Irish know-how proves to be passport to success for Tanzania

Tanzanian government rolls out new ePassport developed and produced in Ireland

The Tanzanian government has set up  a new ePassport service for its  56 million citizens that is modelled on the Irish system

The Tanzanian government has set up a new ePassport service for its 56 million citizens that is modelled on the Irish system

 

It is a long way from Dublin to Dar Es Salaam but Tanzanian citizens looking to acquire a new passport will soon receive documents that have been produced in Ireland.

On Wednesday, the Tanzanian government unveiled a new ePassport service for its 56 million-plus citizens that is modelled on the Irish system rolled out here 12 years ago.

That system saw the introduction of biometric passports, with all documents coming with a microchip that stored biographical information and a digital image of a photograph of the holder.

The Irish ePassport, which also has a number of security features designed to protect the identity of the bearer and to guard against the skimming of information on the microchip, has formed the basis for the new Tanzanian electronic passport.

HID Global, a Texas-based manufacturer of secure identity systems, and DLRS Group, a Co Wicklow-headquartered security print company, won the contract to develop the original Irish ePassport and have won a similar agreement for the Tanzanian one.

As part of the deal, the booklet is to be manufactured at DLRS in Bray with the polycarbonate datapage produced at HID’s facility in Connemara, Co Galway.

Just as the Irish passport includes images of locations around the country, the Tanzanian version features images of Mount Kilimanjaro and Zanzibar’s House of Wonders.

The project was implemented in collaboration with the Irish Government with the technology behind the new system is reported to have cost about $58 million.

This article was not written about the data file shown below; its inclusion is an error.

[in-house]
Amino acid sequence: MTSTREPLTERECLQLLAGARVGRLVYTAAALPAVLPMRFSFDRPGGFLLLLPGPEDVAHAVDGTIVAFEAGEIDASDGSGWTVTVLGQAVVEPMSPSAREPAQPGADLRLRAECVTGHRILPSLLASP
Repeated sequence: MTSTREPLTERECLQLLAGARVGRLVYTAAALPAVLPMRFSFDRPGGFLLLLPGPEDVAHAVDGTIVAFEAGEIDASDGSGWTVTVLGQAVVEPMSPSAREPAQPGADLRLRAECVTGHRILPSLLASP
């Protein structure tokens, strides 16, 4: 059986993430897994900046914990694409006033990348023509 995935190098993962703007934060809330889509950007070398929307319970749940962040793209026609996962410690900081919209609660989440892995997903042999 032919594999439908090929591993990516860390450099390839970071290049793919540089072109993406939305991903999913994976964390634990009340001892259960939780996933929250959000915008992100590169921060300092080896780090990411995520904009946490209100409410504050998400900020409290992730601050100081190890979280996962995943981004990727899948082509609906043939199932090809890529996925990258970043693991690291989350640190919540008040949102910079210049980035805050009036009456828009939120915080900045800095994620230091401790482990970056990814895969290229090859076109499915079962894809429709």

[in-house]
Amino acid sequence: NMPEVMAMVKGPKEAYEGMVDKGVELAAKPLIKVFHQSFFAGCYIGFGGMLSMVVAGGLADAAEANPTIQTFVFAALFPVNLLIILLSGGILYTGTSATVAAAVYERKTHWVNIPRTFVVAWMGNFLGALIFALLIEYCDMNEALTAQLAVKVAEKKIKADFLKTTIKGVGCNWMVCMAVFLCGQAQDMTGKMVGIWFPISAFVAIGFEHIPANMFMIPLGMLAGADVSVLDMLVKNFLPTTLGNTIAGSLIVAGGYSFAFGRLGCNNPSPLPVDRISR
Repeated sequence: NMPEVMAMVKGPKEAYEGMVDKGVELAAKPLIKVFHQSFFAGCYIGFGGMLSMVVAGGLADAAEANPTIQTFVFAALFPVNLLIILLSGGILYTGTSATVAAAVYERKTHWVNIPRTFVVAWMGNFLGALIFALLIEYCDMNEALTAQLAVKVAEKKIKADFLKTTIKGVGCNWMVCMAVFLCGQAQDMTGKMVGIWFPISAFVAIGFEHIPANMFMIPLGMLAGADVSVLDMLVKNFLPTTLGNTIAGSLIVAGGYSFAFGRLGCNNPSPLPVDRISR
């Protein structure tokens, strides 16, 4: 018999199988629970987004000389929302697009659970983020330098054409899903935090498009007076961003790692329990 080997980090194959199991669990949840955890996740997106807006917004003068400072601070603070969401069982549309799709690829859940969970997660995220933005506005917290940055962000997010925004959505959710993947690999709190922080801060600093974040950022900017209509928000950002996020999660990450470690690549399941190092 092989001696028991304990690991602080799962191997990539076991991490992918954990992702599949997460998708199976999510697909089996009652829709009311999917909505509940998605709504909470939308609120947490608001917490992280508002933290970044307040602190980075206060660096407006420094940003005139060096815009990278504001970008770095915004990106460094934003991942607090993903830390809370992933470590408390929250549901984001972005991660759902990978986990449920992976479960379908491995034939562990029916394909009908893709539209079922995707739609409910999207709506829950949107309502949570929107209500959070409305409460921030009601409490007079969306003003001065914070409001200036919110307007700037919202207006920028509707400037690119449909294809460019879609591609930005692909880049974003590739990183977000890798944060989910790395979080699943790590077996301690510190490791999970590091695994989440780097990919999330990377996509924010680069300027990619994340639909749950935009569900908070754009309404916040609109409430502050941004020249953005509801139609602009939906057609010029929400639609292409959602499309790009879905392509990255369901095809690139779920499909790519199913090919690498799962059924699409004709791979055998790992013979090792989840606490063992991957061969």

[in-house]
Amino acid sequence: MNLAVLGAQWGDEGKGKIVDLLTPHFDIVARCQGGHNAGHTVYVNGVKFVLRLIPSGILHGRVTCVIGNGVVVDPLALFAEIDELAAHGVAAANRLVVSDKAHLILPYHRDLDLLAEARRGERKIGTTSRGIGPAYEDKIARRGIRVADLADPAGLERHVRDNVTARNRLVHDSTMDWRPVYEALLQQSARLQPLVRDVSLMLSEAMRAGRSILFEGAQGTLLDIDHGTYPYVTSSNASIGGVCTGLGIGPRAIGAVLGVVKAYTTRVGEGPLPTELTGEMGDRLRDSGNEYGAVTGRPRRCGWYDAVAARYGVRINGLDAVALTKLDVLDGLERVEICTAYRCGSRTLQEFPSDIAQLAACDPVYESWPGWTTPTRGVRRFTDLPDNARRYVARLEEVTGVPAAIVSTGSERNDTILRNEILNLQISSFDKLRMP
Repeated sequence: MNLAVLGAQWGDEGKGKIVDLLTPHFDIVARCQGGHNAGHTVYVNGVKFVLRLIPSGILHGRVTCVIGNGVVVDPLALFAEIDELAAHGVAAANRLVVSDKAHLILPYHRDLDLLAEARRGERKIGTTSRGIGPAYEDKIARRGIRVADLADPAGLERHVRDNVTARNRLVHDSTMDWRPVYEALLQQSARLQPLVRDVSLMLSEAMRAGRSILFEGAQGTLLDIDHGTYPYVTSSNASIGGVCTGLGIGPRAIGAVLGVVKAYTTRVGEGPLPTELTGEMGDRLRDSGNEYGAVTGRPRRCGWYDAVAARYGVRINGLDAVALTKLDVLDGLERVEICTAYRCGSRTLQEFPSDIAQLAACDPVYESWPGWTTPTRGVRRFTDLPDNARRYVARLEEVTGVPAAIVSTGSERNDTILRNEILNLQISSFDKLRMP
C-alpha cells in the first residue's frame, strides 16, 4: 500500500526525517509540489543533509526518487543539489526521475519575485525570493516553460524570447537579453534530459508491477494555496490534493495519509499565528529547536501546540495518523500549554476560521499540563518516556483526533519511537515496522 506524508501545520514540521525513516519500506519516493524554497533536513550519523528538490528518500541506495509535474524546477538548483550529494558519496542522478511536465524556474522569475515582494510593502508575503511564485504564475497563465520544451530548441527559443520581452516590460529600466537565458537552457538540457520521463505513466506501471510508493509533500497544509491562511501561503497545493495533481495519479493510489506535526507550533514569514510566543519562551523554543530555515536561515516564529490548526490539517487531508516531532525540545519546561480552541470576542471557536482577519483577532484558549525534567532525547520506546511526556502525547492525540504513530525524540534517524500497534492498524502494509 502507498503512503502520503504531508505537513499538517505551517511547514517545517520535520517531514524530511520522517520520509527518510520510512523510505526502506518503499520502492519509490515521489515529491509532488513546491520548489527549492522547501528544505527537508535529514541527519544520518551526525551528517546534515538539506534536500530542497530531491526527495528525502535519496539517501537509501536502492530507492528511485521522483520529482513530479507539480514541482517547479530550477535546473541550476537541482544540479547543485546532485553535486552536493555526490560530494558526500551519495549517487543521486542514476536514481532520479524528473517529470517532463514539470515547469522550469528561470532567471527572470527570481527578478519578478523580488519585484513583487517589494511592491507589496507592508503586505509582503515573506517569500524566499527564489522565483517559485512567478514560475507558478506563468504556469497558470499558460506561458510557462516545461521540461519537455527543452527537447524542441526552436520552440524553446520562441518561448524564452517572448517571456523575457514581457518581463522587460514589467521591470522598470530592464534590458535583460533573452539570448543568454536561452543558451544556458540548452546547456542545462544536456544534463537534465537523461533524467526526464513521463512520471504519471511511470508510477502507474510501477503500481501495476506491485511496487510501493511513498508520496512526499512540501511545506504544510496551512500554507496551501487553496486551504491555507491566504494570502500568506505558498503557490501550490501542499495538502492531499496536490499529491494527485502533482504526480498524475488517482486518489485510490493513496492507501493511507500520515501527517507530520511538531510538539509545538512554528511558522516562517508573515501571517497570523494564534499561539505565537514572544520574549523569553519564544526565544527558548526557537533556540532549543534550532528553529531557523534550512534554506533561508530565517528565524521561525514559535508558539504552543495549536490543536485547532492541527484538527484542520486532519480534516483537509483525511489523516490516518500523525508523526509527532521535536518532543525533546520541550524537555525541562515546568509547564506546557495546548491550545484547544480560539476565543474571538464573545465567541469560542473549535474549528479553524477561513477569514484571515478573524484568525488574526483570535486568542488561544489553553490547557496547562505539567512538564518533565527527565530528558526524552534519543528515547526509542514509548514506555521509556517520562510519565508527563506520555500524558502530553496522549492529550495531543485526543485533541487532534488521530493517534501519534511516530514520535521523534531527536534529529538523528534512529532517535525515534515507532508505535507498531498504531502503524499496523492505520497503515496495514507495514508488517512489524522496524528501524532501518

Insights

“The Irish Passport Service has worked with the Tanzanian government to share our insights into the design and development of an e-passport. The first Irish ePassport was launched in 2006 so Ireland was able to share over a decade of lessons learned in the area of book security and design,” a spokesman for the Department of Foreign Affairs said.

“The success of the design and delivery of the Tanzanian book again highlights that Irish companies can compete on the international stage and again highlights the success of the Irish passport,” he added.

The Irish ePassport has received a number of awards over the years since it was introduced. It is currently ranked as the fifth most powerful passport in the world, according to the Henley Index, and is fourth in Arton’s alternative ranking.

A record 779,000 Irish passports were issued in 2017 in the wake of the Brexit referendum, with one in five passport applications received from Irish citizens living in Northern Ireland and Britain.

HID and DLRS, a subsidiary of Smurfit Kappa, also collaborated with the Irish Passport Service on the introduction of the Passport card in 2015, the first card of its type in the world.